§ 11.01 Exigency Exception: Explained

JurisdictionNorth Carolina
§ 11.01 Exigency Exception: Explained

Many exceptions to the "warrant requirement" of the Fourth Amendment are based on exigent circumstances, that is, on the ground that time constraints make it impracticable for the officer to seek a warrant. Because an exigency is a situation that requires immediate action, it is reasonable for an officer in emergent circumstances to search without a warrant.

Some exigent circumstances commonly recur. For example, an arrest triggers a threat to the police officer that the arrestee might use a concealed weapon or destroy evidence hidden on her person or in the area of her control before the officer can obtain a search warrant. Thus, there is a "search incident to lawful arrest" exception to the warrant requirement. Similarly, the mobility of an automobile makes it difficult to secure a warrant to search a car discovered on the highway. Therefore, there is an "automobile" warrant exception. These and other specific exceptions to the "warrant requirement" are considered in coming chapters of this Text.

Other exigencies occur less frequently, however, or arise in such disparate factual circumstances that courts have not generally classified them under a specific warrant exception. Therefore, these cases tend to be grouped together under the general umbrella of an "exigency" exception to the search warrant requirement, the subject of this chapter.

Certain generalizations regarding the "exigency" warrant exception are possible. First, cases that fall within this exception typically involve situations in which the police act without a warrant because they reasonably believe that criminal evidence will be destroyed or a suspect will avoid capture if they take the time to seek a warrant.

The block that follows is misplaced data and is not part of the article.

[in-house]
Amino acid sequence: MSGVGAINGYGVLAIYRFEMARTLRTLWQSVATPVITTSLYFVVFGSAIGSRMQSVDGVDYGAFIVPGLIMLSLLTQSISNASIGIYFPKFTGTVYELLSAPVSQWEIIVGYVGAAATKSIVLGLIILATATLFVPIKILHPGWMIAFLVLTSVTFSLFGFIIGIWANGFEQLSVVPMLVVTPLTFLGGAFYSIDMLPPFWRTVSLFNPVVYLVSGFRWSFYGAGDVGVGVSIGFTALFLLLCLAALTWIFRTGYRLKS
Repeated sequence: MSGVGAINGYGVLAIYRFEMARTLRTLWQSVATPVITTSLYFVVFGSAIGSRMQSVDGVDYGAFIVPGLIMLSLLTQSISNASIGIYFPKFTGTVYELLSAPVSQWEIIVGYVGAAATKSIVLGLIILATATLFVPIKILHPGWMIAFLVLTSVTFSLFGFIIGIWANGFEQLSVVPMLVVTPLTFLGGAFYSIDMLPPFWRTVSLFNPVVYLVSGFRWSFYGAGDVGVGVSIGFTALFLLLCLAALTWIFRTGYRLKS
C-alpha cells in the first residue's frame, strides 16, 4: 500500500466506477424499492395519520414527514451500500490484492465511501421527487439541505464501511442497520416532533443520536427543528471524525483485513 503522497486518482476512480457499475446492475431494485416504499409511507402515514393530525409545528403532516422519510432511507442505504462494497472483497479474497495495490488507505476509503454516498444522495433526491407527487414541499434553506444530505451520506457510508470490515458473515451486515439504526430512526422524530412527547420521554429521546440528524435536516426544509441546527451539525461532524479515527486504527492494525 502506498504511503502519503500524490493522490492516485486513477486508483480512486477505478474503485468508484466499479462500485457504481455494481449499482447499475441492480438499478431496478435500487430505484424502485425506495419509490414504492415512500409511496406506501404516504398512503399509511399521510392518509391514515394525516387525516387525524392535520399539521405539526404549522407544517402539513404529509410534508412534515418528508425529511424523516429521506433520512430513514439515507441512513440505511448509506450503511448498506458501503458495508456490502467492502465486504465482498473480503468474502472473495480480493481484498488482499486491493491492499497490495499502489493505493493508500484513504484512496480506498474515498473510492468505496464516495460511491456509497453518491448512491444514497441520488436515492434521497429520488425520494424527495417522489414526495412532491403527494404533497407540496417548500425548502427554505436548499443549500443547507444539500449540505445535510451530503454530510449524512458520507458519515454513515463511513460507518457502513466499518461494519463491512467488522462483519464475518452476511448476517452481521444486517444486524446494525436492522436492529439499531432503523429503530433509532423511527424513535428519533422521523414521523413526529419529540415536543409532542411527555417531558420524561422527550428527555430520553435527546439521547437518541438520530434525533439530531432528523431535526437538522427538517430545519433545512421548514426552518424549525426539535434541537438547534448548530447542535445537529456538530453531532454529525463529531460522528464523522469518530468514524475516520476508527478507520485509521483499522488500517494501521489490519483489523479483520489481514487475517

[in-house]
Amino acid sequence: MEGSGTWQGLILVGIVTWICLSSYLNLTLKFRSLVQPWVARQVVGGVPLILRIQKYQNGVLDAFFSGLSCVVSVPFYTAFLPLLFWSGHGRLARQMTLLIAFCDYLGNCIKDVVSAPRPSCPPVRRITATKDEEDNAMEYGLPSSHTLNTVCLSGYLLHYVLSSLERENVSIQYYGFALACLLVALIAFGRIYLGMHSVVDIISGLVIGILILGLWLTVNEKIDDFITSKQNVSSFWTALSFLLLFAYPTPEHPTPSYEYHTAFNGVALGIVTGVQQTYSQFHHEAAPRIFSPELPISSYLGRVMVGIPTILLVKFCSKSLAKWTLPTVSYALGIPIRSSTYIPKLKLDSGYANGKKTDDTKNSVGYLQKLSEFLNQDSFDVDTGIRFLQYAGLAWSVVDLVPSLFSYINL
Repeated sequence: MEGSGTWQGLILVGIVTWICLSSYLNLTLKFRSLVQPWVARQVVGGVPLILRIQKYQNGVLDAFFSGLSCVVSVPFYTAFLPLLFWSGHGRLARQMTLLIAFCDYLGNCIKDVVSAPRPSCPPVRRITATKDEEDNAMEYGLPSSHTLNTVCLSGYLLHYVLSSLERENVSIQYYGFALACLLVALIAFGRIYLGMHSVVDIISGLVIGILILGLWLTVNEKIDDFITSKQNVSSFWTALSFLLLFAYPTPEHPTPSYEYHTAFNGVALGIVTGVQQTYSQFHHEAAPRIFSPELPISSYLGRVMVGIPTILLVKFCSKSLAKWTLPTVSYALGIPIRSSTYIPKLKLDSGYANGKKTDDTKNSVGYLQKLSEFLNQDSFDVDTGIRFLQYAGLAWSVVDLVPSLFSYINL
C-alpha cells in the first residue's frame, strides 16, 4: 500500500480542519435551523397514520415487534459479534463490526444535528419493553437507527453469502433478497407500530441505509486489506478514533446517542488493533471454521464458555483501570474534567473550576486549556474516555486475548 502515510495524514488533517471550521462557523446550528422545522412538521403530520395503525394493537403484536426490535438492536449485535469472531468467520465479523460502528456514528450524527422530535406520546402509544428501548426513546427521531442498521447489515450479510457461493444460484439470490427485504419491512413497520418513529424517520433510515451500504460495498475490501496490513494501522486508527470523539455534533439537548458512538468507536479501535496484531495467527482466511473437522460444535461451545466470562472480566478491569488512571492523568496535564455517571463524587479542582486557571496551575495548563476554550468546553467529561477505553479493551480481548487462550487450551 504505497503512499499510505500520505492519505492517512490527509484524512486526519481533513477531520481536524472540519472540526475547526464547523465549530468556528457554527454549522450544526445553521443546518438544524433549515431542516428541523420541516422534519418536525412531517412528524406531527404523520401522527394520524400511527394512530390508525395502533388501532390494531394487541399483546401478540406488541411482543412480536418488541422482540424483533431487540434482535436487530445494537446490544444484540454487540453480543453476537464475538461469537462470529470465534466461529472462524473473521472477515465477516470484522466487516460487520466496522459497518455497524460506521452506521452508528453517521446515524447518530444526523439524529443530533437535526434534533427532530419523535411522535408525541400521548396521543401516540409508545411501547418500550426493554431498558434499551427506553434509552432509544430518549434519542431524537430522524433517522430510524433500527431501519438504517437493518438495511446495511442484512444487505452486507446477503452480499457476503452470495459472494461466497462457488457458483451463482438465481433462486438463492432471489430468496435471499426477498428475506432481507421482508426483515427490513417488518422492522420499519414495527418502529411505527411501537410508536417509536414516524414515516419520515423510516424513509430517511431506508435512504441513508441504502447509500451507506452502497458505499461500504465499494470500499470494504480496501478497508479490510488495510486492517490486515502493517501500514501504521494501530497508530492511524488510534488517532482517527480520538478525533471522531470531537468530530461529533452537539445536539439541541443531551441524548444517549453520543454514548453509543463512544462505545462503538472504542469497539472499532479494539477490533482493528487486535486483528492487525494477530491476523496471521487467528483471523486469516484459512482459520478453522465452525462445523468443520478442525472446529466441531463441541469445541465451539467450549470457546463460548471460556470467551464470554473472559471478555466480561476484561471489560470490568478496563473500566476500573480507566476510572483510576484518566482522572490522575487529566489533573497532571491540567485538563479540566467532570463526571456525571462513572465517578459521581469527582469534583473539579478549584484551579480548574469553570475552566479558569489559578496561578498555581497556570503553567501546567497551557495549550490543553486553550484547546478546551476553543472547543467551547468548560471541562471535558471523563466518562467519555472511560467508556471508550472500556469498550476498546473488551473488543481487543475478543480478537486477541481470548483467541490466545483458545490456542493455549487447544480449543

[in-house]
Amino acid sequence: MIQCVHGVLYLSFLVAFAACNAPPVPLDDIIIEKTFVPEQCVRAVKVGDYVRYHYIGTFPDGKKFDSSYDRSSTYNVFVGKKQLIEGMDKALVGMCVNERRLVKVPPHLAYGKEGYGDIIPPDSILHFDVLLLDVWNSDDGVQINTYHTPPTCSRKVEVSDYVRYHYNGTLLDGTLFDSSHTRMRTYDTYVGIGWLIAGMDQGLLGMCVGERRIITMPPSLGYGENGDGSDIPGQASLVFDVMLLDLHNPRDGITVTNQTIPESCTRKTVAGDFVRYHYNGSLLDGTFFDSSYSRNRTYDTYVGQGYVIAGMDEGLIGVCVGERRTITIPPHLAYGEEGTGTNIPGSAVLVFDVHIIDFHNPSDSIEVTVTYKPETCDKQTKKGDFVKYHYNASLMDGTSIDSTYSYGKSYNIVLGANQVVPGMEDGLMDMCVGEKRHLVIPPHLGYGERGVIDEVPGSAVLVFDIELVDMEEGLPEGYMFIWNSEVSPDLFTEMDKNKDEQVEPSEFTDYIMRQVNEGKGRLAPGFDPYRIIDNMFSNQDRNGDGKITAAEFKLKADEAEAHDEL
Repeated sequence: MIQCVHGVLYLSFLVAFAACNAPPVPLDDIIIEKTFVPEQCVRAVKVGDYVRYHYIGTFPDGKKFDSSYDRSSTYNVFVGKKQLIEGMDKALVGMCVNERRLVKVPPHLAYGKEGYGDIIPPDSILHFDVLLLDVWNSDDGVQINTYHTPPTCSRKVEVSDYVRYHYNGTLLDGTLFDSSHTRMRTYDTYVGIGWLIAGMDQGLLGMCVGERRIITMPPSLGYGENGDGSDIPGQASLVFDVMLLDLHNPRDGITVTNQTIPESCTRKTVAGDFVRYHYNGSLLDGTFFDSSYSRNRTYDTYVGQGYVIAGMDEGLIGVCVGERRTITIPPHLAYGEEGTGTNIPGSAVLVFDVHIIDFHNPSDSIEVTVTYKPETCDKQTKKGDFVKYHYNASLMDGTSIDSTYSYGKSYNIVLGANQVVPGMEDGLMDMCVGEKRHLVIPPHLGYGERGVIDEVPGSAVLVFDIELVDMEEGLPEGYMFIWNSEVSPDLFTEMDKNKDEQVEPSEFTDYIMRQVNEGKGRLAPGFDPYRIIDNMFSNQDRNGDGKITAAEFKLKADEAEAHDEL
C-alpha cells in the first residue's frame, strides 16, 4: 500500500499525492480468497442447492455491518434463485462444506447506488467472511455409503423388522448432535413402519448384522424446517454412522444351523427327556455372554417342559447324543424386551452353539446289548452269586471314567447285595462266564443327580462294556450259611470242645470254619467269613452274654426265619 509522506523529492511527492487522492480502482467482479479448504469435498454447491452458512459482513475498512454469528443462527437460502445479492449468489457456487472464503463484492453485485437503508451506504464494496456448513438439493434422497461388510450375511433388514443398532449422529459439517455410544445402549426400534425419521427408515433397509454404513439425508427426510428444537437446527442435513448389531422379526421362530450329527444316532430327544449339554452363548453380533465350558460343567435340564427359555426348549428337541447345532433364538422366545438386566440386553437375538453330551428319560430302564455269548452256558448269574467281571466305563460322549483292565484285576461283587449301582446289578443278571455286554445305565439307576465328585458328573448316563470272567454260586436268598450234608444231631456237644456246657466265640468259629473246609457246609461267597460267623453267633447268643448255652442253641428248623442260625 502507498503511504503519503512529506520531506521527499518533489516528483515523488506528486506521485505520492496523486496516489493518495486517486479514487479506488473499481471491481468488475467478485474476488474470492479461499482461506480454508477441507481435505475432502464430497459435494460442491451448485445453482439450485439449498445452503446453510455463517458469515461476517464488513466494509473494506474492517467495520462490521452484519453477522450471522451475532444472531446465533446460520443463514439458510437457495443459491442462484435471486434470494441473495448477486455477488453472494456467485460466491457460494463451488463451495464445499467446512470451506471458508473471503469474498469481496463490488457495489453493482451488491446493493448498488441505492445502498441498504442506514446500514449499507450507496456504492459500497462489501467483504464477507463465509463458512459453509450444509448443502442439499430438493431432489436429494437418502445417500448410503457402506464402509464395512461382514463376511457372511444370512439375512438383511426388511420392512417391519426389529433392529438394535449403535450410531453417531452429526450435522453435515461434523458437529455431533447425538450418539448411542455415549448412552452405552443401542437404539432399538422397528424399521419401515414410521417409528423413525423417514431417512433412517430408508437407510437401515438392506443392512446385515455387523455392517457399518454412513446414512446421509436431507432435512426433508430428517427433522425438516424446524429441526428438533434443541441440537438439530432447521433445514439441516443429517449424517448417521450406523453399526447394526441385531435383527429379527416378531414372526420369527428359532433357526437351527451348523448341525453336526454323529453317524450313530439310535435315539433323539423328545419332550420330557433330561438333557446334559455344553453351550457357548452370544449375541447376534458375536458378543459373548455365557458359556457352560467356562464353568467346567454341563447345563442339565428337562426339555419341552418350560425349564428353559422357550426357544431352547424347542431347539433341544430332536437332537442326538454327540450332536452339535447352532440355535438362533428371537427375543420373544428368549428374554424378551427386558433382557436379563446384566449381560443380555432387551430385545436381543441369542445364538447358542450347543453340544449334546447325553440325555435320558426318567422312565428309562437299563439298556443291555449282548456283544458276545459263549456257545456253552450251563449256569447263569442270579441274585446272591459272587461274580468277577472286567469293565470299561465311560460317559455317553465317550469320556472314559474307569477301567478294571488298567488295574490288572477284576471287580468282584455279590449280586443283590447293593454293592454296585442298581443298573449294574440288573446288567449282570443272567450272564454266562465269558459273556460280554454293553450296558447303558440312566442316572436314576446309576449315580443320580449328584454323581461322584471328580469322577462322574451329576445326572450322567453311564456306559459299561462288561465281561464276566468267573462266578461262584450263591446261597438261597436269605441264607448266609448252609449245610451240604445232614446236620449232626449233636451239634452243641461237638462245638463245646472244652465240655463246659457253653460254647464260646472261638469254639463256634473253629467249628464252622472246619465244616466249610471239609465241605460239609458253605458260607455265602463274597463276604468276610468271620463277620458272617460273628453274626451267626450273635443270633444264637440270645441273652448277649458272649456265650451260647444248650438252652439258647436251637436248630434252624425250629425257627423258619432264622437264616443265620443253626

Second, the exigency that justifies the warrantless action should restrict the scope of the resulting search. For example, if the exigency is that a large box containing criminal evidence in a particular house may imminently be destroyed, the right to search for the box should extend only to those places in the residence that could reasonably conceal the box.

Third, the "exigent circumstances" exception lasts no longer than the exigency. That is, once the exigency ends, the police may no longer search without a warrant or they must justify their continued warrantless conduct on the basis of a different exception to the warrant requirement.

Fourth, although an exigency justifies the absence of a search warrant, it does not dispense with any...

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